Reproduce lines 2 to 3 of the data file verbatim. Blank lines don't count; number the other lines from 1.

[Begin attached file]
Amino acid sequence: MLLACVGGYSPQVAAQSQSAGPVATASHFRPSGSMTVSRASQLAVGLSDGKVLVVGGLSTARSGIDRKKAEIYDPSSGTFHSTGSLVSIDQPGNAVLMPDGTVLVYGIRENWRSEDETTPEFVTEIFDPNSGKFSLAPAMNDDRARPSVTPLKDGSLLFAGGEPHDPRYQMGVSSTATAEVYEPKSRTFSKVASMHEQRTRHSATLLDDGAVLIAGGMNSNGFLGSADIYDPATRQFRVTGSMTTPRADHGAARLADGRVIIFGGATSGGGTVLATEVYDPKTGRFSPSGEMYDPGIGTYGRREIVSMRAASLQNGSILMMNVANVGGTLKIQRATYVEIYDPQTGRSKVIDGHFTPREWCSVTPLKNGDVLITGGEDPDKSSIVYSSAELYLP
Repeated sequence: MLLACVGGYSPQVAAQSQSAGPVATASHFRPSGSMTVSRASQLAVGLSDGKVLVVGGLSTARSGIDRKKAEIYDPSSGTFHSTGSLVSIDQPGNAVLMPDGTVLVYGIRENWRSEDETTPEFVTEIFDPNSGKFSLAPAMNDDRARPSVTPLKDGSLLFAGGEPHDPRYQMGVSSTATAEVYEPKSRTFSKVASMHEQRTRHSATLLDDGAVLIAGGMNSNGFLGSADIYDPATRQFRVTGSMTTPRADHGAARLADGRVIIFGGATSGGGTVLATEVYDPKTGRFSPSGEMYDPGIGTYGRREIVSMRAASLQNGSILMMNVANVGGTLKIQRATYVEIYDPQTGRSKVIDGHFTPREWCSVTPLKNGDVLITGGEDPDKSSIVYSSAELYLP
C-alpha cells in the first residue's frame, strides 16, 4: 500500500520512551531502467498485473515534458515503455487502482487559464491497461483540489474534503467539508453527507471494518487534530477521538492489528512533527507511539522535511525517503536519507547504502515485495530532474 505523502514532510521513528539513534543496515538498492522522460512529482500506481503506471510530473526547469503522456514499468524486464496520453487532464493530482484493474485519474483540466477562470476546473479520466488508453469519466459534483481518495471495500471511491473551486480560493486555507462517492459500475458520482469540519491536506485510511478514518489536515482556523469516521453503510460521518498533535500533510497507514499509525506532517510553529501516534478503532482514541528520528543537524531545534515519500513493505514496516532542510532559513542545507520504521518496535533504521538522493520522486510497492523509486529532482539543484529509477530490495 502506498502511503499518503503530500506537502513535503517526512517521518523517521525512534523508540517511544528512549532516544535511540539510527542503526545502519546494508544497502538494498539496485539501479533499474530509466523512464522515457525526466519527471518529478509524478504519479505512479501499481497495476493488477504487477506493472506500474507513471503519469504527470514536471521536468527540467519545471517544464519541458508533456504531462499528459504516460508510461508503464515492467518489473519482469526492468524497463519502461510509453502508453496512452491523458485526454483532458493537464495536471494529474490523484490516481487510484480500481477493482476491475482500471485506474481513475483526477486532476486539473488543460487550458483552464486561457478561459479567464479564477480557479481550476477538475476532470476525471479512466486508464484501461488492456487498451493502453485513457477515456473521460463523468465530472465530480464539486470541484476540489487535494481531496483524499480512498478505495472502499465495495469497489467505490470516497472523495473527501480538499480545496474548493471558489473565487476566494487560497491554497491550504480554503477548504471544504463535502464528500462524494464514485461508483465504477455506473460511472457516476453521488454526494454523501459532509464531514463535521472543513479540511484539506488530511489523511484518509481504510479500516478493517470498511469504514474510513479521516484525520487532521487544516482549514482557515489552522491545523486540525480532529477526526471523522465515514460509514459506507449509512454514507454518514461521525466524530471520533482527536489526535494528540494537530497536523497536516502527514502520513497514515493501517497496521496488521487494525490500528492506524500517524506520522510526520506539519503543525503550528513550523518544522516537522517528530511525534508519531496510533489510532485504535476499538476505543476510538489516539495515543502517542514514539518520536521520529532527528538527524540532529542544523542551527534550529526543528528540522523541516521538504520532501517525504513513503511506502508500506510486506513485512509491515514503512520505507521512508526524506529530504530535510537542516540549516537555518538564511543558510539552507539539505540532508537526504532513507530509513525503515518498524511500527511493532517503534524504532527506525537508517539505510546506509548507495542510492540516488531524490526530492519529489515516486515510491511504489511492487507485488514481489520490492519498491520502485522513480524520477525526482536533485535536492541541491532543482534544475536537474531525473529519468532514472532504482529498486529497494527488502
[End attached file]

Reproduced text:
Repeated sequence: MLLACVGGYSPQVAAQSQSAGPVATASHFRPSGSMTVSRASQLAVGLSDGKVLVVGGLSTARSGIDRKKAEIYDPSSGTFHSTGSLVSIDQPGNAVLMPDGTVLVYGIRENWRSEDETTPEFVTEIFDPNSGKFSLAPAMNDDRARPSVTPLKDGSLLFAGGEPHDPRYQMGVSSTATAEVYEPKSRTFSKVASMHEQRTRHSATLLDDGAVLIAGGMNSNGFLGSADIYDPATRQFRVTGSMTTPRADHGAARLADGRVIIFGGATSGGGTVLATEVYDPKTGRFSPSGEMYDPGIGTYGRREIVSMRAASLQNGSILMMNVANVGGTLKIQRATYVEIYDPQTGRSKVIDGHFTPREWCSVTPLKNGDVLITGGEDPDKSSIVYSSAELYLP
C-alpha cells in the first residue's frame, strides 16, 4: 500500500520512551531502467498485473515534458515503455487502482487559464491497461483540489474534503467539508453527507471494518487534530477521538492489528512533527507511539522535511525517503536519507547504502515485495530532474 505523502514532510521513528539513534543496515538498492522522460512529482500506481503506471510530473526547469503522456514499468524486464496520453487532464493530482484493474485519474483540466477562470476546473479520466488508453469519466459534483481518495471495500471511491473551486480560493486555507462517492459500475458520482469540519491536506485510511478514518489536515482556523469516521453503510460521518498533535500533510497507514499509525506532517510553529501516534478503532482514541528520528543537524531545534515519500513493505514496516532542510532559513542545507520504521518496535533504521538522493520522486510497492523509486529532482539543484529509477530490495 502506498502511503499518503503530500506537502513535503517526512517521518523517521525512534523508540517511544528512549532516544535511540539510527542503526545502519546494508544497502538494498539496485539501479533499474530509466523512464522515457525526466519527471518529478509524478504519479505512479501499481497495476493488477504487477506493472506500474507513471503519469504527470514536471521536468527540467519545471517544464519541458508533456504531462499528459504516460508510461508503464515492467518489473519482469526492468524497463519502461510509453502508453496512452491523458485526454483532458493537464495536471494529474490523484490516481487510484480500481477493482476491475482500471485506474481513475483526477486532476486539473488543460487550458483552464486561457478561459479567464479564477480557479481550476477538475476532470476525471479512466486508464484501461488492456487498451493502453485513457477515456473521460463523468465530472465530480464539486470541484476540489487535494481531496483524499480512498478505495472502499465495495469497489467505490470516497472523495473527501480538499480545496474548493471558489473565487476566494487560497491554497491550504480554503477548504471544504463535502464528500462524494464514485461508483465504477455506473460511472457516476453521488454526494454523501459532509464531514463535521472543513479540511484539506488530511489523511484518509481504510479500516478493517470498511469504514474510513479521516484525520487532521487544516482549514482557515489552522491545523486540525480532529477526526471523522465515514460509514459506507449509512454514507454518514461521525466524530471520533482527536489526535494528540494537530497536523497536516502527514502520513497514515493501517497496521496488521487494525490500528492506524500517524506520522510526520506539519503543525503550528513550523518544522516537522517528530511525534508519531496510533489510532485504535476499538476505543476510538489516539495515543502517542514514539518520536521520529532527528538527524540532529542544523542551527534550529526543528528540522523541516521538504520532501517525504513513503511506502508500506510486506513485512509491515514503512520505507521512508526524506529530504530535510537542516540549516537555518538564511543558510539552507539539505540532508537526504532513507530509513525503515518498524511500527511493532517503534524504532527506525537508517539505510546506509548507495542510492540516488531524490526530492519529489515516486515510491511504489511492487507485488514481489520490492519498491520502485522513480524520477525526482536533485535536492541541491532543482534544475536537474531525473529519468532514472532504482529498486529497494527488502